by Margo Jefferson (Granta) ISBN 9781783783021
This denotes the theme of the memoir. Negroes or black people need to prove themselves beyond their white counterparts in all ways possible. They need to extend themselves to prove they are worthy. In America (as a minority) this comes at a price. There is a constant awareness of race, of self-criticism, particularly appearance. The author judges her looks as inferior, unattractive, especially when she wears her thick glasses. Her hair is too frizzy. Her body shape not good enough. She attends a private school where the majority of students are white. She comes from a privileged family. She is a good student who participates in school activities, striving to be accepted.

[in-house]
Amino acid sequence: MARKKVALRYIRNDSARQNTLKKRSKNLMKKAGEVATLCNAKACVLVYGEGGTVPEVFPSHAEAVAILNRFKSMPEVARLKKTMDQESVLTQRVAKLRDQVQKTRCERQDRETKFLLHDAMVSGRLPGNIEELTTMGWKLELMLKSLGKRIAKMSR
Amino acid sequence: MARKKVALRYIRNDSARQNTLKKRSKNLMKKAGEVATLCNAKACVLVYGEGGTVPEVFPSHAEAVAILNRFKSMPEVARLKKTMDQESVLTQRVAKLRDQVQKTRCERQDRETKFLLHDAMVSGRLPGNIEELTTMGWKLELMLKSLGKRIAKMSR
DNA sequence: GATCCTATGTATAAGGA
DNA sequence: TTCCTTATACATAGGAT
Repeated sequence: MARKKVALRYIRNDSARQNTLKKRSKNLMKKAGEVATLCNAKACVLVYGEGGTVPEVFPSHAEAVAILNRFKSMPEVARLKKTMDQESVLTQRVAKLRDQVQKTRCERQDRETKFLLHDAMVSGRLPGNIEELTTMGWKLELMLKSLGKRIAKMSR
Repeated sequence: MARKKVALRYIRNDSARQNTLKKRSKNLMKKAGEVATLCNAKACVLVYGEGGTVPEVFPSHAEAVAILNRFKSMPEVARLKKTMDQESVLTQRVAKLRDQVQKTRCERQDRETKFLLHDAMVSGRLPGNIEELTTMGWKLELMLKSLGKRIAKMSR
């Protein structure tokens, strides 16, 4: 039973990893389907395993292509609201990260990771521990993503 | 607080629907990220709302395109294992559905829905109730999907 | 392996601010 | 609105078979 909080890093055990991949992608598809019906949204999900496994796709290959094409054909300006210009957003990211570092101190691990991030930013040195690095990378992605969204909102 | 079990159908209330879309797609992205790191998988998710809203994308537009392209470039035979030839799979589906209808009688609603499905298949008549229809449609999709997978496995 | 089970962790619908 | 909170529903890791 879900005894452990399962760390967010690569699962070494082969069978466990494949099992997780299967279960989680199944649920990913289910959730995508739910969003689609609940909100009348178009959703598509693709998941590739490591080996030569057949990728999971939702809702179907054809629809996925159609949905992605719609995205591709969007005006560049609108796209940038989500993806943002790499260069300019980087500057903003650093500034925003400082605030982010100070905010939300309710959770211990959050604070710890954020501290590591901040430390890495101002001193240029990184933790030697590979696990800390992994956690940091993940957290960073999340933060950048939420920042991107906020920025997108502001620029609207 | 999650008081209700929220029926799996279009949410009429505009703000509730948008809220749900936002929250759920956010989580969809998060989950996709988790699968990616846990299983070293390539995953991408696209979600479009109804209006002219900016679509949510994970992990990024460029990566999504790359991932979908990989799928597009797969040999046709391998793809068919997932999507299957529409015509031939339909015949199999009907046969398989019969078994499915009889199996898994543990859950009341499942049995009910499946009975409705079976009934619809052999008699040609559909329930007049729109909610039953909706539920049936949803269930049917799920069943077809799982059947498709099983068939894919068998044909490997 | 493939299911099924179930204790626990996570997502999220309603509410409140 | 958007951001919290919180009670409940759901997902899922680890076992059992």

Margo Jefferson is the daughter of a successful paediatrician. Her mother is a socialite. They are part of Chicago's black elite. The author calls it Negroland. This small group would be the example to other black people and raise their standards. Then into the mix comes feminism. Her we have two discriminations - being female and black. There is also the human rights movement bringing attention to the fallacy of non-racialism in America.
Jefferson's writing is brutally honest, exposing her innermost thoughts, feelings and contradictions. She reveals the complexity of her life as a black woman: Where does she belong? All she asks is to be accepted for who she is.
How many people are experiencing racial discrimination and its effects on their being? This memoir bites to the very core of racism and it is an essential book for greater understanding of discrimination which has persisted for many centuries.